• Collective Impact, a model outlined by John Kania and Mark Kramer in the Stanford Social Innovation Review. The authors write that initiatives of this kind “involve a centralized infrastructure, a dedicated staff and a structured process that leads to a common agenda, shared measurement, continuous communication and mutually reinforcing activities among all participants.” (Read more about collective impact.)

Aytch says the ZERO TO THREE fellows reflect a broad diversity of professionals, including some who are international. “They are people who are making really impressive advances in their communities,” she says, “but they’re also open to mentoring and coaching.”

Experts give presentations on such topics as advocacy and public speaking, and early childhood researchers and practitioners discuss recent findings and implementation of different interventions. Monthly individual strategic coaching and informal networking opportunities round out the program.

👉 Meet ZERO TO THREE’s 2020-22 Fellows

Aksakoglu boils down the key lesson of the fellowship to a motto coined by the Canadian social entrepreneurs Al Etmanski and Vickie Cammack: “Act like an organization, but think like a movement.”

“Like the U.S.-based fellows, I was mobilizing public resources and fighting discrimination,” noting that every place has its own minorities and populations excluded from services, facilities and resources.

“As a ZERO TO THREE fellow,” he says. “I learned a lot from my peers with experience managing large programs in different parts of the U.S.”

In Turkey, he says, advocates for children often gravitate toward children’s rights as articulated in the United Nations’ Convention on the Rights of the Child. His niche, as he saw it, was improving services and infrastructure for children and their parents. Projects included building child-centered public spaces, promoting home visits by parent coaches and developing an innovative set of maps to identify the most vulnerable young children.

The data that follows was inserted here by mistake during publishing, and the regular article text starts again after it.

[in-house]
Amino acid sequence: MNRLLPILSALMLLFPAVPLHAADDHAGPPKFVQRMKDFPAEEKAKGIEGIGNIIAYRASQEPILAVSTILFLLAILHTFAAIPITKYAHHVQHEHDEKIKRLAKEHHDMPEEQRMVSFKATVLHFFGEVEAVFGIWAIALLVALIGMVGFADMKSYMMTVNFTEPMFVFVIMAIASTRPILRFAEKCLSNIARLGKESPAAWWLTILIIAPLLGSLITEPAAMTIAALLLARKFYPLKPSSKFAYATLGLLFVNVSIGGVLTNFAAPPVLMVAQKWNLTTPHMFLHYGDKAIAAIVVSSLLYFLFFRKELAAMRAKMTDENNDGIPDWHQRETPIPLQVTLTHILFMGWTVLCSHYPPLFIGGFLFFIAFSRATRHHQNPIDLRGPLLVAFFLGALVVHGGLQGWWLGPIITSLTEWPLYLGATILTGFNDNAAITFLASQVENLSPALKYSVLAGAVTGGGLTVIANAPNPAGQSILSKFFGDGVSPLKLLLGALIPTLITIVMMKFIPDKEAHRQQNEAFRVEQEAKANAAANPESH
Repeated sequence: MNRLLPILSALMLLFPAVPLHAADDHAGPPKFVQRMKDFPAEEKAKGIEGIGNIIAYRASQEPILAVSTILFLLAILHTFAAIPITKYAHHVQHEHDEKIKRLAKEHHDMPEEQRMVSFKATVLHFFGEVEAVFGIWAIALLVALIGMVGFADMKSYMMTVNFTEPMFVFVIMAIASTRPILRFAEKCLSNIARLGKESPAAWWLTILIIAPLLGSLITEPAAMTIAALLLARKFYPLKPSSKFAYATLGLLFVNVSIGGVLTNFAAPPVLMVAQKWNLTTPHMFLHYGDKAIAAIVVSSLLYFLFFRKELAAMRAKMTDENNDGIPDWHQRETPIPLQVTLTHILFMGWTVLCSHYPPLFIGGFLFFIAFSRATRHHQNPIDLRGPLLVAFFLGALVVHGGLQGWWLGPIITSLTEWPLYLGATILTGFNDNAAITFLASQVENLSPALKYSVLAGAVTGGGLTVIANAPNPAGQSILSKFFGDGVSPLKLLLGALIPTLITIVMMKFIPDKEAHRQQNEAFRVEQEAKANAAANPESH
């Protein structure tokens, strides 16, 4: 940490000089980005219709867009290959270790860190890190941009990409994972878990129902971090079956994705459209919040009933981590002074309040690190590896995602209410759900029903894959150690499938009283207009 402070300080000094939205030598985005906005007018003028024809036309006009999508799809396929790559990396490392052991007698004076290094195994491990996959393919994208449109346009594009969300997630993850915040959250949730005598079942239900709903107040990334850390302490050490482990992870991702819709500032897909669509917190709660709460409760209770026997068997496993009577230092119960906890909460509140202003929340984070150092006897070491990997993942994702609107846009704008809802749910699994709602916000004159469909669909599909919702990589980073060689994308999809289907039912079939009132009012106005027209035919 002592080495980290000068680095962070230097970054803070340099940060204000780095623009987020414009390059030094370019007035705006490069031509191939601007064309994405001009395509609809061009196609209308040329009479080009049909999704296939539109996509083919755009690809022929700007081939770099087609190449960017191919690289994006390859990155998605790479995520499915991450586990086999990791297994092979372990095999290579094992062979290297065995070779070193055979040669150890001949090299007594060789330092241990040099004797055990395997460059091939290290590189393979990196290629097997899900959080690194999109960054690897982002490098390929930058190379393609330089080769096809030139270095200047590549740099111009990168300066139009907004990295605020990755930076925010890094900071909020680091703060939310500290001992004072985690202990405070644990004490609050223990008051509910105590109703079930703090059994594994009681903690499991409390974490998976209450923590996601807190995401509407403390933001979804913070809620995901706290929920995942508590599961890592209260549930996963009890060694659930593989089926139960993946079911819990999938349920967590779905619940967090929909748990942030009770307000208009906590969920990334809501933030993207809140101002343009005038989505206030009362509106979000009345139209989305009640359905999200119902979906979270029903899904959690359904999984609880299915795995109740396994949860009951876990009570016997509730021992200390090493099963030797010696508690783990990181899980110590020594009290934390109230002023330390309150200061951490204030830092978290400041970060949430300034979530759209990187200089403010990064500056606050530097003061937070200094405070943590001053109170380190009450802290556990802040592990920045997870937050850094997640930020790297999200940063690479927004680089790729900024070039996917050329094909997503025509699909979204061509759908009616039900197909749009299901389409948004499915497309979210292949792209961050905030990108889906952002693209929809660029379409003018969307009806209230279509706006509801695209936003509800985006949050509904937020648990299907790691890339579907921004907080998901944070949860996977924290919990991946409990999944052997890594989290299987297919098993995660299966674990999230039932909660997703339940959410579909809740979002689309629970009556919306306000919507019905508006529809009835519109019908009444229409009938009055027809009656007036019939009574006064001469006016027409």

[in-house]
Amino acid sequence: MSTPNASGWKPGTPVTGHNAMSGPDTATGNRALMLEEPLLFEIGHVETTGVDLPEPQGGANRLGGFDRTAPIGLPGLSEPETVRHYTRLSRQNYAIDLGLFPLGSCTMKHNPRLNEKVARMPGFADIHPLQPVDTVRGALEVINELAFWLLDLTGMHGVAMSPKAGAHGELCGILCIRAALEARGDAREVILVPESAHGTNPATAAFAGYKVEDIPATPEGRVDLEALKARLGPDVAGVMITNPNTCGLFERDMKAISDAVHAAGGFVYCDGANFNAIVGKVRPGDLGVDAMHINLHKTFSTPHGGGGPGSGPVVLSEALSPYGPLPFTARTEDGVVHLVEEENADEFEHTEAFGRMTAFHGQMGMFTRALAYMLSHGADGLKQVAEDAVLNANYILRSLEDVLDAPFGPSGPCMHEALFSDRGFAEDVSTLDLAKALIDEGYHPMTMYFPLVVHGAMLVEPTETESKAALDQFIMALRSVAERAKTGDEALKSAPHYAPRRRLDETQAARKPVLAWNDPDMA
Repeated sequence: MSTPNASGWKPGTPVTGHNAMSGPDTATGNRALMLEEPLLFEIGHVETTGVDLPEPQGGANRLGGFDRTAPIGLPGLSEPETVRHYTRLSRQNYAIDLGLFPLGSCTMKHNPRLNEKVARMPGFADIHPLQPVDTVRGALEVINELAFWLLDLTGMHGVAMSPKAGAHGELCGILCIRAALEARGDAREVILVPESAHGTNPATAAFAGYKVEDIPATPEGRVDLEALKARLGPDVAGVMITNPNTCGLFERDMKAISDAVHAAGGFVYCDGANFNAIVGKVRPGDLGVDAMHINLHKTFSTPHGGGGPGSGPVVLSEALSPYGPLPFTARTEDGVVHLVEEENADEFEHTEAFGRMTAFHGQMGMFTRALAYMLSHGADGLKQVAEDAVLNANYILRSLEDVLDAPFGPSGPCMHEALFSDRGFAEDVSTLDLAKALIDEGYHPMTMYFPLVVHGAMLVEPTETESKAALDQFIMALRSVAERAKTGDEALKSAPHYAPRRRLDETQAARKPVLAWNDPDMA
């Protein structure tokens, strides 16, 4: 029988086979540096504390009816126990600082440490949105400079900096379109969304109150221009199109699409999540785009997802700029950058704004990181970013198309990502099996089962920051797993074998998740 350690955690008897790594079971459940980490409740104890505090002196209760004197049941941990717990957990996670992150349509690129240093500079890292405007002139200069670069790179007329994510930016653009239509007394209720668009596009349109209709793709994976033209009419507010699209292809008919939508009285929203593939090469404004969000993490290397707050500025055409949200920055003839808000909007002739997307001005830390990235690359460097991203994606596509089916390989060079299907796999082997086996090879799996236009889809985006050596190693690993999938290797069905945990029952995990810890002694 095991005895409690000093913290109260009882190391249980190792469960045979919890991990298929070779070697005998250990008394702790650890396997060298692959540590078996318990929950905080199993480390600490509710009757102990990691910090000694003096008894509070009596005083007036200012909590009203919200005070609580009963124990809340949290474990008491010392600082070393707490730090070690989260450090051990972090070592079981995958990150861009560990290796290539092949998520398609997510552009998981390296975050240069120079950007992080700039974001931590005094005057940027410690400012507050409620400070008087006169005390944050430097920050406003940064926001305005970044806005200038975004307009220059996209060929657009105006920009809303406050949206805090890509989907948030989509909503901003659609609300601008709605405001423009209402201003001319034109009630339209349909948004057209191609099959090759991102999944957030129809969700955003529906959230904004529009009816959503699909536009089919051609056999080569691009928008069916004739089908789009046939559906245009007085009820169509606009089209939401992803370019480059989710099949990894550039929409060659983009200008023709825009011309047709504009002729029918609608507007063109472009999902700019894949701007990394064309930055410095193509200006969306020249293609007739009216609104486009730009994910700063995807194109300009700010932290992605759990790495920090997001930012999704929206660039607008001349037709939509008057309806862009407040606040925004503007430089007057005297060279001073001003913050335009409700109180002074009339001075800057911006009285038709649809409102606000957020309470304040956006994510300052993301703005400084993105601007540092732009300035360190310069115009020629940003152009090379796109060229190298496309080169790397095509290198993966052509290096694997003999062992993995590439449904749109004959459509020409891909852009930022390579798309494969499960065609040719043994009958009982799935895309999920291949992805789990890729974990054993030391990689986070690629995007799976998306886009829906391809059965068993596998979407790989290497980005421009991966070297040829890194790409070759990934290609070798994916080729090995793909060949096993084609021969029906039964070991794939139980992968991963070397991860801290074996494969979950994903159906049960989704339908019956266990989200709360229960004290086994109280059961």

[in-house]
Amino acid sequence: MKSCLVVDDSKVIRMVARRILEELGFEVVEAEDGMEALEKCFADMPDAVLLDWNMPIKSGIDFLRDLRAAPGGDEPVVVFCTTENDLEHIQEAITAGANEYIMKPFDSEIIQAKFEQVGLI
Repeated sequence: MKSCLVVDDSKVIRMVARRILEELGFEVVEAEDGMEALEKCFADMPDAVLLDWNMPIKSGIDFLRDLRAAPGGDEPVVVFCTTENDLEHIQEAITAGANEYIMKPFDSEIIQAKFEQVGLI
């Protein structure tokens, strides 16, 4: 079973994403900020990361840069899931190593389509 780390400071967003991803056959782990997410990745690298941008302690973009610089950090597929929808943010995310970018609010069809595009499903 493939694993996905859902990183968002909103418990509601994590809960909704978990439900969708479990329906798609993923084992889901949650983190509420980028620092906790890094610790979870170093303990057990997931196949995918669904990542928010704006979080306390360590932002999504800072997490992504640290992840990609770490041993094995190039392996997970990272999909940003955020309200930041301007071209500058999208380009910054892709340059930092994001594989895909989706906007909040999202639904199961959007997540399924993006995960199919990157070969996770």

Click to view larger size. Map developed by Urban95 and Istanbul Studies Center at Kadir Has University

“We were championing simple things that could be scaled up in Istanbul,” he recalls. “We worked with the universities, whether or not they had an early education program. For example, we worked with the arts and design faculty of a university to develop playgrounds.”

To make the maps, Aksakoglu enlisted the collaboration of a think-tank. “Their experts now regard this cause as their personal life mission,” he says. “It’s not just another project for them anymore.”

👉 Read more about the mapping project Yigit spearheaded

The partnerships Aksakoglu built through his work for the Bernard van Leer Foundation have endured, making it easier to mobilize when political conditions improve. A new mayoral administration in Istanbul invited them to advise on projects. Other partners are working with various municipal departments.

“The most important thing,” he says, “was that we learned. We learned by implementing, thinking, creating and revising together. As soon as you start seeing things as a learning opportunity, then you can always improve them.”

Mark Swartz writes for and about nonprofit organizations. He lives in Takoma Park, MD, with his wife and two children.